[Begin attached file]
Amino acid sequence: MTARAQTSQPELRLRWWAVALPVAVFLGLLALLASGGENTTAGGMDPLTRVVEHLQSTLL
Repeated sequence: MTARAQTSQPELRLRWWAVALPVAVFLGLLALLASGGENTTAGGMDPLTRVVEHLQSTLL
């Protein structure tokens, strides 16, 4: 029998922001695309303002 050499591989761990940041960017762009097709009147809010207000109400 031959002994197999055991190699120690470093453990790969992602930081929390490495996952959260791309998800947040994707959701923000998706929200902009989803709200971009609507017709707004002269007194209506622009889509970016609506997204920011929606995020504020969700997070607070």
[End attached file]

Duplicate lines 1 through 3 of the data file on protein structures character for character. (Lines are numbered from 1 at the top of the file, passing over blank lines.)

Amino acid sequence: MTARAQTSQPELRLRWWAVALPVAVFLGLLALLASGGENTTAGGMDPLTRVVEHLQSTLL
Repeated sequence: MTARAQTSQPELRLRWWAVALPVAVFLGLLALLASGGENTTAGGMDPLTRVVEHLQSTLL
């Protein structure tokens, strides 16, 4: 029998922001695309303002 050499591989761990940041960017762009097709009147809010207000109400 031959002994197999055991190699120690470093453990790969992602930081929390490495996952959260791309998800947040994707959701923000998706929200902009989803709200971009609507017709707004002269007194209506622009889509970016609506997204920011929606995020504020969700997070607070």